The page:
The Ten Principles of Future-Proofing Historic Buildings
A Case Study of the Arctic Building
This presentation focuses on the Principles of Future-Proofing (derived from other industries where the term is used). Future-proofing is a process of anticipating the future and developing methods of minimizing the effects of shocks and stresses of future events. This is particularly valuable as a framework for consideration of interventions in historic structures as we strategize ways to keep buildings viable. The presentation will include a discussion of repairs that were completed in 1982 to decorative walrus heads on the Arctic Building in Seattle. They were deteriorated components that posed a potential danger to passersby, but they were character-defining features and needed to remain in order to utilize historic tax credits to rehabilitate the building. The presentation will take place on-site, so participants will see the project in person. The event concludes with a social hour in the hotel’s Polar Bar, the former club lobby.
$5 for AIA members, $40 for non-members
Continuing Education Credits: 1.5 CEHs
- Attendees will know how to utilize future-proofing principles as applied to historic buildings.
- Attendees will be able to assess which aspects of historic buildings are potentially hazardous to citizens, particularly applied ornamentation.
- Attendees will be able to identify alternative building materials acceptable for use with historic structures.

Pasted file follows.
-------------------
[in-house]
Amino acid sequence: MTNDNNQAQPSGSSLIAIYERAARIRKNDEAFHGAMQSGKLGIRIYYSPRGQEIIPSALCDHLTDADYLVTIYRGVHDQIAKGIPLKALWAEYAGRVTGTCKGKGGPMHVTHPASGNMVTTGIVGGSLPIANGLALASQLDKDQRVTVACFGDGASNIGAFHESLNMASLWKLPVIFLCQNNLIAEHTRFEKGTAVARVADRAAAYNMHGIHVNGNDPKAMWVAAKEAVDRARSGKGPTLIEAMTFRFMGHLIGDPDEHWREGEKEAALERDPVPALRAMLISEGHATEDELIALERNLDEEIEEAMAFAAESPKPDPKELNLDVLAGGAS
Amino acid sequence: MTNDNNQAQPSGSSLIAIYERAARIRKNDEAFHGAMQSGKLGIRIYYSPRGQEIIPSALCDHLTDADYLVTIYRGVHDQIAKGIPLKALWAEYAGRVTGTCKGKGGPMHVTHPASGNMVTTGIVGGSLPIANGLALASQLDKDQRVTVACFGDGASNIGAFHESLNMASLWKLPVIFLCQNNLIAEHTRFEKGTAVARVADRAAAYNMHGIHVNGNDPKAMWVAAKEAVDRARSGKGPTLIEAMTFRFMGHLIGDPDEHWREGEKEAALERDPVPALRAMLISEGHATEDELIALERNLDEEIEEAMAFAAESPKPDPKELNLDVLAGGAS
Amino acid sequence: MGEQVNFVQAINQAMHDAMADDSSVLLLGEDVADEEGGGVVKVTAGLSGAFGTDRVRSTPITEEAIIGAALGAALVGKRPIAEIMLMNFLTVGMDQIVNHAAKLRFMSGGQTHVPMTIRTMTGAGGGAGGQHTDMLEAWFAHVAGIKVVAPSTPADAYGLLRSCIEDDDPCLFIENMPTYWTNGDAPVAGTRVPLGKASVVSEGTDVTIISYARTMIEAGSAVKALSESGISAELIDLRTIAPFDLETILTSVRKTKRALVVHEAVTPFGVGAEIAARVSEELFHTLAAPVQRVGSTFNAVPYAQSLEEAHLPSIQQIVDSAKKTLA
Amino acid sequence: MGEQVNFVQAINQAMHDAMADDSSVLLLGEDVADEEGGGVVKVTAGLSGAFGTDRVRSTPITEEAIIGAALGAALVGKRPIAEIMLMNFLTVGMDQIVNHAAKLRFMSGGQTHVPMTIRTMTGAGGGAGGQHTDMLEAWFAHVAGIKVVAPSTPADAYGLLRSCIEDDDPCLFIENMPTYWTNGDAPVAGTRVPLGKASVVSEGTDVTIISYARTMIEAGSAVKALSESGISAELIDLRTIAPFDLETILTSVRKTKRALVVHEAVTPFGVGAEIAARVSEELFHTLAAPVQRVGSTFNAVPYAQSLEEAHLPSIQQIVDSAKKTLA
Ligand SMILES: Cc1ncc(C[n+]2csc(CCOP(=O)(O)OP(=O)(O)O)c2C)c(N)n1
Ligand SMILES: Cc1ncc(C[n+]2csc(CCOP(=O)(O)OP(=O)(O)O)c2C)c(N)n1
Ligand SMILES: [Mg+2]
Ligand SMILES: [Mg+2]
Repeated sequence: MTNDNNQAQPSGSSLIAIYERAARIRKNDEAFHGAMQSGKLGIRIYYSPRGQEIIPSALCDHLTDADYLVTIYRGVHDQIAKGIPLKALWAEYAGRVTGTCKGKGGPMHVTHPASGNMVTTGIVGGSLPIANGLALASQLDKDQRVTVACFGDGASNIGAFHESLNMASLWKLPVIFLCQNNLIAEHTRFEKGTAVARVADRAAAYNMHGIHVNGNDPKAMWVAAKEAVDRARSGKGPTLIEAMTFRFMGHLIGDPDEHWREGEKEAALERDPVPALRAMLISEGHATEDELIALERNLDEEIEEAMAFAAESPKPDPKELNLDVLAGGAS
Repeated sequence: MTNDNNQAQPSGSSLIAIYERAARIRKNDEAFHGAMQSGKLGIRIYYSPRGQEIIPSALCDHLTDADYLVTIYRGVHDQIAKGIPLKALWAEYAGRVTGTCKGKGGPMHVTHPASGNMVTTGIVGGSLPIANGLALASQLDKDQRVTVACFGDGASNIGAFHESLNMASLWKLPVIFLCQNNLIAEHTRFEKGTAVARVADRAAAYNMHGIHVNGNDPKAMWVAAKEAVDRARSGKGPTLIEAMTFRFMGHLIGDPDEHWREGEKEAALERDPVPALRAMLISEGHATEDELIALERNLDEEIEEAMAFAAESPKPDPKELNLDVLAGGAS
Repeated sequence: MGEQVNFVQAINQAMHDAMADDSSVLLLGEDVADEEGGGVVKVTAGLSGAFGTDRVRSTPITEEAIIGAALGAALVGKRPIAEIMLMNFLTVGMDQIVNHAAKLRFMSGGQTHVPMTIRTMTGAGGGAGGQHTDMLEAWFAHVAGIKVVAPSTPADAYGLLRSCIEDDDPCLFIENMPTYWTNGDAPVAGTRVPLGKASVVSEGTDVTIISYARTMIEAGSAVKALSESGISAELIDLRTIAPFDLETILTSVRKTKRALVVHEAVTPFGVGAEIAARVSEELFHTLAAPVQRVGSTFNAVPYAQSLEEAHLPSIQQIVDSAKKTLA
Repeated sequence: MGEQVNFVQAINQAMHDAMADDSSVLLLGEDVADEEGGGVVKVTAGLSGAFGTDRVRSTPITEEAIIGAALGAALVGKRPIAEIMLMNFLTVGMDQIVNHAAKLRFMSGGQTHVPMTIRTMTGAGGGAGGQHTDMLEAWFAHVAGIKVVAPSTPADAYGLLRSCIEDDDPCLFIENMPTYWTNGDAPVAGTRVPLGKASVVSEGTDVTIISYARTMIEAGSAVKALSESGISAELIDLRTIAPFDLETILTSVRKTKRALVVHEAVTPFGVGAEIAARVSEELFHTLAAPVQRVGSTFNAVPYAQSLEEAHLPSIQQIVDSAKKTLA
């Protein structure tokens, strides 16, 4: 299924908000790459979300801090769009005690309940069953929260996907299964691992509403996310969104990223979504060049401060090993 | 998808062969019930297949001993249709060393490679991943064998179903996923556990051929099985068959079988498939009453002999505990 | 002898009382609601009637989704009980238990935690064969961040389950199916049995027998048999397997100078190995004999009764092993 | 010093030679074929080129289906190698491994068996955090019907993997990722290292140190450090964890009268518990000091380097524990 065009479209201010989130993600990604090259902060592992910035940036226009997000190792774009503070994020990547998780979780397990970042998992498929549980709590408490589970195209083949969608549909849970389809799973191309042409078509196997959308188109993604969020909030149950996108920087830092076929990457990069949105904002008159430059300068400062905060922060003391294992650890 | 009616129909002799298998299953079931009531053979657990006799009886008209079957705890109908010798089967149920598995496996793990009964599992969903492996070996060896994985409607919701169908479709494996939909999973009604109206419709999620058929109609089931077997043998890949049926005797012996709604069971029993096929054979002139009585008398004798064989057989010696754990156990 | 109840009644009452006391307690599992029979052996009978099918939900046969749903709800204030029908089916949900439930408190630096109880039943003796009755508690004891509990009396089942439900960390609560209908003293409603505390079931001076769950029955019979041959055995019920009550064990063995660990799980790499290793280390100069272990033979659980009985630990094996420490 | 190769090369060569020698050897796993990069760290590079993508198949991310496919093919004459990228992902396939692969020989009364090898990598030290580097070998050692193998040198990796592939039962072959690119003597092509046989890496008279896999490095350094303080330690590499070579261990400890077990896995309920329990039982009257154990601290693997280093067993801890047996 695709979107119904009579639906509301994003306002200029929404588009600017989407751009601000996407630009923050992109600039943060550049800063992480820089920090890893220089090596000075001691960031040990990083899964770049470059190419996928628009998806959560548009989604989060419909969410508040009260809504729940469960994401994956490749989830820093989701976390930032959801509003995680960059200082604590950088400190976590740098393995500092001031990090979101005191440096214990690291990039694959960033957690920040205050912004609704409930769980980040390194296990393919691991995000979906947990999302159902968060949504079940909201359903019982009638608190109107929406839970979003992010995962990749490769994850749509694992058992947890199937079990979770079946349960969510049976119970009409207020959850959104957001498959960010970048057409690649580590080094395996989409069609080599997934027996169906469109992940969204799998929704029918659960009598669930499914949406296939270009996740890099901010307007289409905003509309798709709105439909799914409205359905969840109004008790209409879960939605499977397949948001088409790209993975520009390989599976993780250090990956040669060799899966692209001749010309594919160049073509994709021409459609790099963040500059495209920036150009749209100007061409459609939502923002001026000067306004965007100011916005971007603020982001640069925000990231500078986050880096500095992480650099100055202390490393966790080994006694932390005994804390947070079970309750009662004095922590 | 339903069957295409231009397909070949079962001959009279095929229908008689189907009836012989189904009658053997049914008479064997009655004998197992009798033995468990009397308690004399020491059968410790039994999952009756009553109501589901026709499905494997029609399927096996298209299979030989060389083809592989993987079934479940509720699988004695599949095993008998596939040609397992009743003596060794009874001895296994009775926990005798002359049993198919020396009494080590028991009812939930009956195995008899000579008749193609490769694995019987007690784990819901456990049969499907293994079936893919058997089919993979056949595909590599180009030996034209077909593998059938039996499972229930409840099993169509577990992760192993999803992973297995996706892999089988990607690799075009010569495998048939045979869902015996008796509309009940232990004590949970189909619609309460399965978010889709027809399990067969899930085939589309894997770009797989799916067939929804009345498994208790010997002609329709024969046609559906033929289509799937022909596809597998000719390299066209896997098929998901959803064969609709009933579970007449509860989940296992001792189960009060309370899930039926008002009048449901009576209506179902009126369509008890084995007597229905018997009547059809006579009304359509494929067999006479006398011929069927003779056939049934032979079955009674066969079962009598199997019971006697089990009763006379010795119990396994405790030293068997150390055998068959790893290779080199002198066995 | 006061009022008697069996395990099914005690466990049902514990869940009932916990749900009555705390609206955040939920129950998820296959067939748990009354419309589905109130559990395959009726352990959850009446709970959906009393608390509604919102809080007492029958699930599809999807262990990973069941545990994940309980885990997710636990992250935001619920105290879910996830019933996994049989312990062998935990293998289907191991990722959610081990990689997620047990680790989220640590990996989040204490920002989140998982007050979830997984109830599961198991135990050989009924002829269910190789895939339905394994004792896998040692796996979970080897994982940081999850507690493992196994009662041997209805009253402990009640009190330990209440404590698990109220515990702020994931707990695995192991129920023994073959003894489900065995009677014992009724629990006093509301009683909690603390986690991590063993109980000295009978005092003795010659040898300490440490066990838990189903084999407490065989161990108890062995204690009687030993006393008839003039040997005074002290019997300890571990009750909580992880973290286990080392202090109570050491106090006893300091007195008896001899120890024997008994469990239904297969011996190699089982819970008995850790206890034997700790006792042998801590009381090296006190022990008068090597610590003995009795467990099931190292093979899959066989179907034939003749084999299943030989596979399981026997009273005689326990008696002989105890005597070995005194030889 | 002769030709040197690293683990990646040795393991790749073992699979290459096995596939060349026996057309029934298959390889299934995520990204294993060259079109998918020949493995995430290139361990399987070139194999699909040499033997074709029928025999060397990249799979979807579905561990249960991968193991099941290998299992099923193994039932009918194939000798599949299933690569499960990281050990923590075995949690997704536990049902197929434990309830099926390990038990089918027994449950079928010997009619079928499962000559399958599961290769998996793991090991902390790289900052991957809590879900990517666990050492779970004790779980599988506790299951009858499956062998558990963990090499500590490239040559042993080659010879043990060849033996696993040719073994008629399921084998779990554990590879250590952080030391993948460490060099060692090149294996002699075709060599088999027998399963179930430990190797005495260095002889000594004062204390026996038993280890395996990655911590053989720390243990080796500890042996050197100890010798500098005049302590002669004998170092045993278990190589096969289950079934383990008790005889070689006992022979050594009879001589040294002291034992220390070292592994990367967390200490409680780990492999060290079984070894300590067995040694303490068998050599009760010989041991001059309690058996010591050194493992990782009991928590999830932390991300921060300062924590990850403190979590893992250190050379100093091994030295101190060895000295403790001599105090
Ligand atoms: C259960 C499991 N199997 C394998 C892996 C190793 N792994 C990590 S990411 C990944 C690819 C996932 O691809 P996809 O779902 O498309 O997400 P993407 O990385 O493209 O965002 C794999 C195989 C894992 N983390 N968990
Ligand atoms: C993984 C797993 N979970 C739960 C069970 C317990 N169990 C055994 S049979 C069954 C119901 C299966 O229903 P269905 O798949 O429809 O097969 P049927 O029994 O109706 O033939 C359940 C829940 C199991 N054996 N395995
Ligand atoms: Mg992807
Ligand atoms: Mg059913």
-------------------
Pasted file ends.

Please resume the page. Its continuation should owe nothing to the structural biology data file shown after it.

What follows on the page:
- Attendees will be able to design in accordance with regulations regarding the rehabilitation of historic buildings.
Brian Rich, AIA, LEED BD+C, CCCA, PMP, is principal of Richaven, PLLC, a full-service architectural consulting firm specializing in historic preservation projects, with an applied focus on the latest technical and sustainable strategies to projects of all types. Rich also works as a construction manager in both private and public realm. Rich serves as president of the board of trustees for the Northwest Chapter of Association for Preservation Technology International (APTI) and on the Washington State Heritage Barn Advisory Committee. In the past Rich has served as chair of the King County Landmarks Commission and as chair of the King County Landmarks Commission’s Design Review Committee as well as 4 Culture’s Historic Preservation Advisory Committee and is a member of several preservation related organizations.
Image Credit: Brian Rich